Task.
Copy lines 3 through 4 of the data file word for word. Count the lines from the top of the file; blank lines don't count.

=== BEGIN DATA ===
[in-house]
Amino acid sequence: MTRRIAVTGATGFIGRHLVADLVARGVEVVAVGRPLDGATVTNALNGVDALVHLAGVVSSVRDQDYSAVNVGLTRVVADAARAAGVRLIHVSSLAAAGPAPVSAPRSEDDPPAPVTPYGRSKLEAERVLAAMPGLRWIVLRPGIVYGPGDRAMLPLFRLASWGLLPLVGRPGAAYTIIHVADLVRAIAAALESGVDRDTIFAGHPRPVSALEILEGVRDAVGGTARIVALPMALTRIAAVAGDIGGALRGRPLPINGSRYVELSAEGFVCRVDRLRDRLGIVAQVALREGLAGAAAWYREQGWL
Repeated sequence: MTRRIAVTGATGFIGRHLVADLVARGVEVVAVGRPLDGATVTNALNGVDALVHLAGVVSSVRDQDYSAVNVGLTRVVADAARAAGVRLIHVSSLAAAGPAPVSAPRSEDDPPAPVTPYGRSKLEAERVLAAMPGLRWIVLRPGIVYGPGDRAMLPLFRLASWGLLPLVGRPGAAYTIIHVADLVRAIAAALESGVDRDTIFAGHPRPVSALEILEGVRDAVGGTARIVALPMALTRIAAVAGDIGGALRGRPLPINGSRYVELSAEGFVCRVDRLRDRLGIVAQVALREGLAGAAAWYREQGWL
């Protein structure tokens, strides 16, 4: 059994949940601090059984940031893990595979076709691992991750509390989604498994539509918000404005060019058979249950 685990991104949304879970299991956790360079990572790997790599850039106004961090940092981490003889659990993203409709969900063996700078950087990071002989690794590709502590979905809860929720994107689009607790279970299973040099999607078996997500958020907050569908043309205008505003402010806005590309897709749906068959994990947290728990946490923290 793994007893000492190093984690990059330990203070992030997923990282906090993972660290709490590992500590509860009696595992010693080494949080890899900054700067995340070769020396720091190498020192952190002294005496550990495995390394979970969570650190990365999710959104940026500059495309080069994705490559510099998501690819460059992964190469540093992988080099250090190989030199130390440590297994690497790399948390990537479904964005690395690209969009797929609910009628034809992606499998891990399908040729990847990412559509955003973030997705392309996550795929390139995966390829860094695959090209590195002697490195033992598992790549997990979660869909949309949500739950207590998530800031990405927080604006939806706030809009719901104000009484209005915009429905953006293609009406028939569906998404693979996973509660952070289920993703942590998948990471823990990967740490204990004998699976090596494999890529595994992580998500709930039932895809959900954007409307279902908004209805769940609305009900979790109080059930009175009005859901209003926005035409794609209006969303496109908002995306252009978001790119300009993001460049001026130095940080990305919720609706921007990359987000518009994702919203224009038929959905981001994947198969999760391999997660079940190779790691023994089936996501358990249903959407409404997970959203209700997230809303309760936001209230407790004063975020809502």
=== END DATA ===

Repeated sequence: MTRRIAVTGATGFIGRHLVADLVARGVEVVAVGRPLDGATVTNALNGVDALVHLAGVVSSVRDQDYSAVNVGLTRVVADAARAAGVRLIHVSSLAAAGPAPVSAPRSEDDPPAPVTPYGRSKLEAERVLAAMPGLRWIVLRPGIVYGPGDRAMLPLFRLASWGLLPLVGRPGAAYTIIHVADLVRAIAAALESGVDRDTIFAGHPRPVSALEILEGVRDAVGGTARIVALPMALTRIAAVAGDIGGALRGRPLPINGSRYVELSAEGFVCRVDRLRDRLGIVAQVALREGLAGAAAWYREQGWL
């Protein structure tokens, strides 16, 4: 059994949940601090059984940031893990595979076709691992991750509390989604498994539509918000404005060019058979249950 685990991104949304879970299991956790360079990572790997790599850039106004961090940092981490003889659990993203409709969900063996700078950087990071002989690794590709502590979905809860929720994107689009607790279970299973040099999607078996997500958020907050569908043309205008505003402010806005590309897709749906068959994990947290728990946490923290 793994007893000492190093984690990059330990203070992030997923990282906090993972660290709490590992500590509860009696595992010693080494949080890899900054700067995340070769020396720091190498020192952190002294005496550990495995390394979970969570650190990365999710959104940026500059495309080069994705490559510099998501690819460059992964190469540093992988080099250090190989030199130390440590297994690497790399948390990537479904964005690395690209969009797929609910009628034809992606499998891990399908040729990847990412559509955003973030997705392309996550795929390139995966390829860094695959090209590195002697490195033992598992790549997990979660869909949309949500739950207590998530800031990405927080604006939806706030809009719901104000009484209005915009429905953006293609009406028939569906998404693979996973509660952070289920993703942590998948990471823990990967740490204990004998699976090596494999890529595994992580998500709930039932895809959900954007409307279902908004209805769940609305009900979790109080059930009175009005859901209003926005035409794609209006969303496109908002995306252009978001790119300009993001460049001026130095940080990305919720609706921007990359987000518009994702919203224009038929959905981001994947198969999760391999997660079940190779790691023994089936996501358990249903959407409404997970959203209700997230809303309760936001209230407790004063975020809502």